Shabu-shabu/hot pot… teach me!
Proper etiquette seems pretty obvious to me (don’t stick your own chopsticks into the communal pot, don’t dip your food into the communal dipping bowl)
If there are any more faux-pas that I should know of, please tell me.
Is there a ‘proper order’ to put your food into the pot?
Like if you have your choice of shrimp, clams, fish cake, tofu and sliced beef as your proteins, is it proper to start with one over another?
What goes best into the pot/What’s a good combo to put in at one time?
Do you use a spoon to drink the broth from your bowl?
Should you wait till the very end to drink the broth?
Dipping sauces – tell me about them
Thanks for the help! (I think the hot-pot is my new favorite way to eat, I just want to make sure that I’m “doing it right”)
You have the basics right, re: double-dipping w/ sticks. I don't believe there is a correct order for dipping, but I do know that the broth is drunk at the end, when it's been enriched by the flavors from the dippage. :) And many times, the host has mixed a few beaten, raw eggs and a bit of rice into the broth at the end, to enrich it.
The only order I follow is to put in the things that take longer to cook first.
I wait until the end to drink the broth and sip it out of my bowl.
There is no etiquette or rules, with the possible exceptions you've already noted (re: chopsticks and communal bowl) but even those exceptions may not hold if I'm having hot pot with family members.
We have separate chopsticks for dropping raw foods into the pot and personal chopsticks for eating. Usually use the cheap takeout chopsticks for the raw foods.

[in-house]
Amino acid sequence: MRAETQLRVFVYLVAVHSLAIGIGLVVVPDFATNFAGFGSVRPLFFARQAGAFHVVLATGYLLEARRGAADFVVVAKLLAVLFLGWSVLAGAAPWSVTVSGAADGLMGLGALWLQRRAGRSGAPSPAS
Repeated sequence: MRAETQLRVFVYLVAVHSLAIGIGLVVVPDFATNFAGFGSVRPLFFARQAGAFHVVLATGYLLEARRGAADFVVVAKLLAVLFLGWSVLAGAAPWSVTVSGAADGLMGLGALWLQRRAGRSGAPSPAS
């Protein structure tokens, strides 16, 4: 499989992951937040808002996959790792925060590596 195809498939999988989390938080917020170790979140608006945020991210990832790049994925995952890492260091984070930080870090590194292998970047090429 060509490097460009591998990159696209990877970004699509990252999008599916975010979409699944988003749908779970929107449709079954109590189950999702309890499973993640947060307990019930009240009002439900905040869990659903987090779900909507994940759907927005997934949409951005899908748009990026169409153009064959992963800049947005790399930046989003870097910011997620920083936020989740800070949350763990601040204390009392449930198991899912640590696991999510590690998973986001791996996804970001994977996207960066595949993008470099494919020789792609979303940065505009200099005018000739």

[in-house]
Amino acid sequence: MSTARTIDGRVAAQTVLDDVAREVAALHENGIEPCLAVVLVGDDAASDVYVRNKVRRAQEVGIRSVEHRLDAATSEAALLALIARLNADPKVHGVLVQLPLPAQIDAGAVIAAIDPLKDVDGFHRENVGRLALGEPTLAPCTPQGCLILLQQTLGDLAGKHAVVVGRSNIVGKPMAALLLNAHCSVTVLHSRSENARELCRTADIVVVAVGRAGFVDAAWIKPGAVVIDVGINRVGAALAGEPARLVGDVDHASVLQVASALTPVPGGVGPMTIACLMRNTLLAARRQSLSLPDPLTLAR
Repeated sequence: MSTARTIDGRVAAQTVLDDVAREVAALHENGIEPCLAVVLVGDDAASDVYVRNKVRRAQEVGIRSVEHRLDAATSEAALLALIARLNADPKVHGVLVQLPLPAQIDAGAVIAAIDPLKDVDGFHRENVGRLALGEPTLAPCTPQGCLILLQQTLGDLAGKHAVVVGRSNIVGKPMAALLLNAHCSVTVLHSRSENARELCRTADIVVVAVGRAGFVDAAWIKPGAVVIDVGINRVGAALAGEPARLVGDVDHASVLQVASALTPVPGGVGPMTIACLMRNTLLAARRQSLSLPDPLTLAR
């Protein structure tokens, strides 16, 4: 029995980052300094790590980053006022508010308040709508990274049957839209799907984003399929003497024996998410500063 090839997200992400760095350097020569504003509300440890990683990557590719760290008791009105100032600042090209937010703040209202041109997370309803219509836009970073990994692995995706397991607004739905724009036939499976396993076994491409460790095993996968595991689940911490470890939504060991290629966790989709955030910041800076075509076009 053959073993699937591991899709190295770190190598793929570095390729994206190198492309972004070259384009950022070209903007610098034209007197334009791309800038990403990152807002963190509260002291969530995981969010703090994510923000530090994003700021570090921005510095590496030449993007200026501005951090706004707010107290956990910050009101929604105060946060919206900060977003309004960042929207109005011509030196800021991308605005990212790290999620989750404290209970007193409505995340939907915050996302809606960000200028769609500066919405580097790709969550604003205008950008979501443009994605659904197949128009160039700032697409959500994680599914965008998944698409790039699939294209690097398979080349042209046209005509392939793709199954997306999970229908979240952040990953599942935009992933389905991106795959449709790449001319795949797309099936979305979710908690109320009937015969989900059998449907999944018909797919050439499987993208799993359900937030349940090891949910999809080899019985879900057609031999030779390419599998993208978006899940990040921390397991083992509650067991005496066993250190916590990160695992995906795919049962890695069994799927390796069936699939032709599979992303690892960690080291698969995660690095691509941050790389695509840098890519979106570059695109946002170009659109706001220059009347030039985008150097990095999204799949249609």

Each person also has a smaller wire fishing basket to rescue the cooked foods as pictured on this blog:
As for dipping sauces, you can mix:
1) soya sauce and minced or sliced chillies. Add some fried garlic oil and garlic bits to enhance flavour.
2) Thinned down hoisin sauce with some chopped garlic
3) Sambal chilli sauce (slow sauteed onions, garlic, ginger and chillies with some fremented shimp paste). Can be purchased from grocery stores- look out for SingLong brand or something from Malaysia or Singapore. No, sambal oelek is not the same thing since it is not cooked.
4 )Google Jaden Hair's Steamy Kitchen Blog and follow the recipe to make the Chilli garlic sauce for the Hainanese Chicken rice.
5) Thinned down oyster sauce.
6) Chilli oil
7) Processed green onion, ginger and oil a la David Chang
Any sort of dipping sauce works, really. The meats coming out of the hotpot is delicate and somewhat bland so use what you like to flavour it up.
Our family tends to have personal sipping sauces as we are a bit paranoid.
We have blanched egg noodles to eat wth the soup at the end of the meal. or soaked beanthread vermicelli.
There is always a kettle of just boiled water on the side to top up the hot pot.